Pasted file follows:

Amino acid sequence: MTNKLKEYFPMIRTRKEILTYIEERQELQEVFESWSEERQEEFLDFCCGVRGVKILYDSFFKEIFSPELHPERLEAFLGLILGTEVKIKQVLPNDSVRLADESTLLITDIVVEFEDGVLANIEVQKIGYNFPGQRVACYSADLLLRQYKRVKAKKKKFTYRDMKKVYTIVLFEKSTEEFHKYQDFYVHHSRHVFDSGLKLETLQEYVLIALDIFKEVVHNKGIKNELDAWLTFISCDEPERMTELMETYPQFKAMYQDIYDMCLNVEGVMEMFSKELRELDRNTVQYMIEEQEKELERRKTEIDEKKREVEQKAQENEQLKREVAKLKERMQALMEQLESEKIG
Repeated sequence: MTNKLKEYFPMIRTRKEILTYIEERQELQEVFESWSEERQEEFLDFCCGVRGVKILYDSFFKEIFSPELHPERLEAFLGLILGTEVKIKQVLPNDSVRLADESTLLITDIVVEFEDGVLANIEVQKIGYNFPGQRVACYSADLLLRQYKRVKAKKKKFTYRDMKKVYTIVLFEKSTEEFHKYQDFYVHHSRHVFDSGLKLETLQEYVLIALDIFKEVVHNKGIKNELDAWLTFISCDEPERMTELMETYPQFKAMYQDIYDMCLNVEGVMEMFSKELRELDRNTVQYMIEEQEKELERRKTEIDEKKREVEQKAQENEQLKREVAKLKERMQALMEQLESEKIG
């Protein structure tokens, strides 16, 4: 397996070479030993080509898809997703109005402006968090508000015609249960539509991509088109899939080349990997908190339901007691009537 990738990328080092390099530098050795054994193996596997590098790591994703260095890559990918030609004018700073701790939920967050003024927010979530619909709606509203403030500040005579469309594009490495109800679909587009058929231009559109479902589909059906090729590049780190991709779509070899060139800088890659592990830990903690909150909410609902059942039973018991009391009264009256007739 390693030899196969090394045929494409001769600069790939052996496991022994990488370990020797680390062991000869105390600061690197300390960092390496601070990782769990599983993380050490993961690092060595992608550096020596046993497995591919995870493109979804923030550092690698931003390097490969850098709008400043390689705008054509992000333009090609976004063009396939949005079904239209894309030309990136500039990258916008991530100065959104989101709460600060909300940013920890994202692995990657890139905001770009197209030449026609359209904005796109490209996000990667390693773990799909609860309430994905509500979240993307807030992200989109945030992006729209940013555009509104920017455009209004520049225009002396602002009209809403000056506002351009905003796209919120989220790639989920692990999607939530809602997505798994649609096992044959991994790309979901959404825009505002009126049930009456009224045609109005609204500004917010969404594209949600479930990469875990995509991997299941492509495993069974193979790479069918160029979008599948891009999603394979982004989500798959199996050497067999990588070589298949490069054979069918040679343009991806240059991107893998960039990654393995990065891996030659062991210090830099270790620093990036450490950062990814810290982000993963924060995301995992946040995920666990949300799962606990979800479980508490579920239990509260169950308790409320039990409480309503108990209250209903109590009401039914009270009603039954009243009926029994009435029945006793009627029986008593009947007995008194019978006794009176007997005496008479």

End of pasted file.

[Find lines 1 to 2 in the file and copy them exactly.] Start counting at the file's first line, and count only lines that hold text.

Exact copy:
Amino acid sequence: MTNKLKEYFPMIRTRKEILTYIEERQELQEVFESWSEERQEEFLDFCCGVRGVKILYDSFFKEIFSPELHPERLEAFLGLILGTEVKIKQVLPNDSVRLADESTLLITDIVVEFEDGVLANIEVQKIGYNFPGQRVACYSADLLLRQYKRVKAKKKKFTYRDMKKVYTIVLFEKSTEEFHKYQDFYVHHSRHVFDSGLKLETLQEYVLIALDIFKEVVHNKGIKNELDAWLTFISCDEPERMTELMETYPQFKAMYQDIYDMCLNVEGVMEMFSKELRELDRNTVQYMIEEQEKELERRKTEIDEKKREVEQKAQENEQLKREVAKLKERMQALMEQLESEKIG
Repeated sequence: MTNKLKEYFPMIRTRKEILTYIEERQELQEVFESWSEERQEEFLDFCCGVRGVKILYDSFFKEIFSPELHPERLEAFLGLILGTEVKIKQVLPNDSVRLADESTLLITDIVVEFEDGVLANIEVQKIGYNFPGQRVACYSADLLLRQYKRVKAKKKKFTYRDMKKVYTIVLFEKSTEEFHKYQDFYVHHSRHVFDSGLKLETLQEYVLIALDIFKEVVHNKGIKNELDAWLTFISCDEPERMTELMETYPQFKAMYQDIYDMCLNVEGVMEMFSKELRELDRNTVQYMIEEQEKELERRKTEIDEKKREVEQKAQENEQLKREVAKLKERMQALMEQLESEKIG